It seems quite clear to me that this is not a matter of the art objects themselves and their inherent aesthetics, but an issue of who gets to profit from the sales of those artistic objects. Aha! Now that those within the established artworld have to share the money cake with the rest of us mortals (or those who have cryptocurrency to buy the NFTs), they are angry and throwing a tantrum, using old-fashion and empty arguments to diminish this type of digital art. For me, this feels like a clear sign of the victimization of purists and traditionalists now that they have seen what happens when they deliberately decided to exclude digital artists from participating in the millionaires’ frenzy by asserting their vanity, plus their aesthetics and intellectual elitism. If we know something about art, is that, like life, uh, finds a way (wink to Jeff Goldblum fans).

And even though, at least for Charlesworth, there is a glimpse of realization of contemporary art’s “relationship with the oligarchical rich, and with the exclusivity and elitism that comes with it”³, this has made some contemporary artists, especially digital, grow wary and disenchanted from the artworld, rejecting its capitalistic practices to determine value, both in the aesthetic and commercial sense, just for an irrational amount of profit. As Sam Dean writes, “many art buyers buy art because it is valuable, not because it is art, and then store it in warehouses until they see fit to liquidate it as an asset on their books and sell it to a new buyer who also values it as a financial asset”¹. Art is no longer art under capitalistic modes of production, art is a commodity, something with which to speculate for profit, using aesthetics and exclusivity as an excuse to establish its value. The worst thing is what Dean says in the second part of that sentence which is absolutely true: works of art are sold to be stored away from the public until the art market will be willing to buy it again at a higher price, generating profit in that speculative operation, depriving people of viewing and experiencing art. Something that does not occur with digital art or with NFTs.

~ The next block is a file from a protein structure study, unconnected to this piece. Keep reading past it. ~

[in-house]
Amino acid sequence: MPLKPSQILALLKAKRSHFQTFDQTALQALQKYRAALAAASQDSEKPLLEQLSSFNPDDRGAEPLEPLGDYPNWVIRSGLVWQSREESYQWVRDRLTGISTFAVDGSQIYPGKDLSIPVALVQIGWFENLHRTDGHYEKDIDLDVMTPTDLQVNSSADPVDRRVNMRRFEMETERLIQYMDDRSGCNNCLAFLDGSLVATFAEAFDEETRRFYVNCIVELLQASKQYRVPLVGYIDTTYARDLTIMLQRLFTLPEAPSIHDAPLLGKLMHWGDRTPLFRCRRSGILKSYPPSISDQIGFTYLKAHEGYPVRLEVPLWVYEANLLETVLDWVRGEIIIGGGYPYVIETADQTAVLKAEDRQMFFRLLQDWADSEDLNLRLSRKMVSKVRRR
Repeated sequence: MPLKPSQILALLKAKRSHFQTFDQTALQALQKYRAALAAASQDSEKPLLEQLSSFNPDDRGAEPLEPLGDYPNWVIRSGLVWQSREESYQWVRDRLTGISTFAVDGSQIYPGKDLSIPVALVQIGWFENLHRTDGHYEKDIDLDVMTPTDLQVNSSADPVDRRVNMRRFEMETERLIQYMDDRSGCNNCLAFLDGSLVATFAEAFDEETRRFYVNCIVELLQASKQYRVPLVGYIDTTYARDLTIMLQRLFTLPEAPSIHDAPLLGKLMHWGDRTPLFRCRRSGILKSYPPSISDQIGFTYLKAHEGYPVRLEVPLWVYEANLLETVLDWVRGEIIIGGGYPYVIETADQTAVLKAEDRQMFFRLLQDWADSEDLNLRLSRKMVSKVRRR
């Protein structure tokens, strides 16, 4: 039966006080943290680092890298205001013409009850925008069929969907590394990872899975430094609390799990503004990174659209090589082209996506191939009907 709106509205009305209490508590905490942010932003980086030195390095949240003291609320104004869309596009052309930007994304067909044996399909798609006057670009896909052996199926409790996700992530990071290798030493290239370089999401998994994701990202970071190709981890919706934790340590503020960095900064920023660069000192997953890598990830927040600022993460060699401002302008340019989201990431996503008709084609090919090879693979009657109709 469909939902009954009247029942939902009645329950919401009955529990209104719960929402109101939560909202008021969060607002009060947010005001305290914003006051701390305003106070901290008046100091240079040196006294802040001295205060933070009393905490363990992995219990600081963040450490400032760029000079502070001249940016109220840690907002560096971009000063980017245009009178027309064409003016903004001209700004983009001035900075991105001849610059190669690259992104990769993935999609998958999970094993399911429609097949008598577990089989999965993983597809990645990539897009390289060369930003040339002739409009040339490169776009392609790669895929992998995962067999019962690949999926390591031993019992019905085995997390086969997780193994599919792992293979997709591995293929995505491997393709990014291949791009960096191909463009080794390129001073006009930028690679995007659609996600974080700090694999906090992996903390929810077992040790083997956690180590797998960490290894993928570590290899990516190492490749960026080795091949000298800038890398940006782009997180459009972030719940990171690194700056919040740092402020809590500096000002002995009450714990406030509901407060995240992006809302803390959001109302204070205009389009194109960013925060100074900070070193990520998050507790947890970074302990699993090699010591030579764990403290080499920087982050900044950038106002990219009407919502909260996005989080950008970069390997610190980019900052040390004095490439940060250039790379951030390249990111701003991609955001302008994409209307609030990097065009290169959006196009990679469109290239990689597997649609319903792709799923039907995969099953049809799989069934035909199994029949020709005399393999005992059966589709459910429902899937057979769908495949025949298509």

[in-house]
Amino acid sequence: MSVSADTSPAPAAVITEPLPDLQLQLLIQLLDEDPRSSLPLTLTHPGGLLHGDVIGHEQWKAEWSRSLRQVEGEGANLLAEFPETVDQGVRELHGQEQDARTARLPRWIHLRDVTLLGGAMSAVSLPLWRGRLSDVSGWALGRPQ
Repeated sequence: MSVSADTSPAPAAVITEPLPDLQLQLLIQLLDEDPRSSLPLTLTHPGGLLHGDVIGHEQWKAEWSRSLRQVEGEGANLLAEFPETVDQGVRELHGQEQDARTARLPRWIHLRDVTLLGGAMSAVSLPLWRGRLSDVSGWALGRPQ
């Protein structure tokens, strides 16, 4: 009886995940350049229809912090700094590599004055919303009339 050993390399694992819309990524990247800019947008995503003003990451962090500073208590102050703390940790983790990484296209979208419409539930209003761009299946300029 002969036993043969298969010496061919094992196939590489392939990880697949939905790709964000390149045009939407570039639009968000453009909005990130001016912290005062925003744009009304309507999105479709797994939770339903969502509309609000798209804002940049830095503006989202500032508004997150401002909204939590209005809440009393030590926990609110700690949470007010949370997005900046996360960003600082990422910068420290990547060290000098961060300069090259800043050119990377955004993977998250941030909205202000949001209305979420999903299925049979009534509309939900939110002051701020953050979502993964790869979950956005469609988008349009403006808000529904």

I see NFTs as a rebel response from digital artists to the impenetrability of and rejection from the “traditional” artworld. What did the artworld think was going to happen when artists got sick and tired of getting “paid” with mentions, promises of free exposure, retweets, Instagram likes? Twitter fame doesn’t pay the bills. So, when their legitimate work stopped being recognized and paid for, digital artists had to come up with alternatives that could render a wage, this time through NFTs as a form of exchange. And, as I already said, NFTs are meant to be sold, kept (only their ownership), and sold again for profit (not for the artist though, but for the buyer). We basically have a new contemporary and digital way of speculating with art, only this time employing cryptocurrency and not real money, even though it can be sold later as a real currency, similar to holding stocks. I don’t see a rebellious act against the system (capitalism) that allows not only this new digital speculation but the more traditional one, so I would say this is the same idea just wrapped in a paper with ones and zeros.

Charlesworth writes that “the emergence of NFTs is a tale of late capitalism”³, and I couldn’t agree more, pointing out that these emerging NFT platforms are eventually only interested in one thing: “the adoption of cryptocurrency as an alternative to the old system of fiat money”³. Even if covered by the promise of catapulting the sales of the digital underdogs, these platforms are a business, using the same capitalistic rules for the same capitalistic result, only this time employing terms most of us had no clue what they meant: blockchain, cryptocurrency, metaverse and the like. However, we have seen the creation of new, complex terms like this from brokers, bankers, and stock markets, so I feel it is the same dog with a different collar.